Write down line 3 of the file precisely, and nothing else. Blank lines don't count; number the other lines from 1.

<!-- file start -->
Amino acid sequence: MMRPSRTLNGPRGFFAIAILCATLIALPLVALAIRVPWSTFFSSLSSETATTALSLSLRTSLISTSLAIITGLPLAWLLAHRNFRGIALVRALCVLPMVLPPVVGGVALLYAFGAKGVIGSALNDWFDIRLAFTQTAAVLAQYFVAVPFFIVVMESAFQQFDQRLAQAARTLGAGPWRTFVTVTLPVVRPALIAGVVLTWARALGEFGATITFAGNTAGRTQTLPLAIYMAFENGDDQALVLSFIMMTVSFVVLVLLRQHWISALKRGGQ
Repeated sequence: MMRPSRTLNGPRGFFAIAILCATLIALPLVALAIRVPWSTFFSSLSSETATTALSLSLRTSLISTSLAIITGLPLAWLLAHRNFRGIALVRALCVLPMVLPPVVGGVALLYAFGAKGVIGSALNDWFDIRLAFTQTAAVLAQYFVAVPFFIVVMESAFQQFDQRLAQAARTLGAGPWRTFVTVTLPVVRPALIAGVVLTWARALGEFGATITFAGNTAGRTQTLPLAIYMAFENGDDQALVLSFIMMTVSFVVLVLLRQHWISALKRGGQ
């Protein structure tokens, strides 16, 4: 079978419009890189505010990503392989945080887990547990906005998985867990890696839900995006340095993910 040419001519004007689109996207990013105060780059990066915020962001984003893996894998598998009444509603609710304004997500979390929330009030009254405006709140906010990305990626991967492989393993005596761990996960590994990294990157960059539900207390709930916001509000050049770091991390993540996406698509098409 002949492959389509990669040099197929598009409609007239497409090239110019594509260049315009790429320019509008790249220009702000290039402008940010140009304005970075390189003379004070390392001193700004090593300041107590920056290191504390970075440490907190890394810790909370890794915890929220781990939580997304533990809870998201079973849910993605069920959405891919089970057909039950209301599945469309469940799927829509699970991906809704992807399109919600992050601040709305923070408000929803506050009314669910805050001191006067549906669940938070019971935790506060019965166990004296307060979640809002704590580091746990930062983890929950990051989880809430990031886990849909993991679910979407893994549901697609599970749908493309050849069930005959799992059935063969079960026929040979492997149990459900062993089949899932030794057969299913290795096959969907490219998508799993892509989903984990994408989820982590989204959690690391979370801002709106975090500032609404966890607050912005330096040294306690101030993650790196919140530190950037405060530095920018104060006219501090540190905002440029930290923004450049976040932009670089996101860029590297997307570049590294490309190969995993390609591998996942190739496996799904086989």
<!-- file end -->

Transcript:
């Protein structure tokens, strides 16, 4: 079978419009890189505010990503392989945080887990547990906005998985867990890696839900995006340095993910 040419001519004007689109996207990013105060780059990066915020962001984003893996894998598998009444509603609710304004997500979390929330009030009254405006709140906010990305990626991967492989393993005596761990996960590994990294990157960059539900207390709930916001509000050049770091991390993540996406698509098409 002949492959389509990669040099197929598009409609007239497409090239110019594509260049315009790429320019509008790249220009702000290039402008940010140009304005970075390189003379004070390392001193700004090593300041107590920056290191504390970075440490907190890394810790909370890794915890929220781990939580997304533990809870998201079973849910993605069920959405891919089970057909039950209301599945469309469940799927829509699970991906809704992807399109919600992050601040709305923070408000929803506050009314669910805050001191006067549906669940938070019971935790506060019965166990004296307060979640809002704590580091746990930062983890929950990051989880809430990031886990849909993991679910979407893994549901697609599970749908493309050849069930005959799992059935063969079960026929040979492997149990459900062993089949899932030794057969299913290795096959969907490219998508799993892509989903984990994408989820982590989204959690690391979370801002709106975090500032609404966890607050912005330096040294306690101030993650790196919140530190950037405060530095920018104060006219501090540190905002440029930290923004450049976040932009670089996101860029590297997307570049590294490309190969995993390609591998996942190739496996799904086989």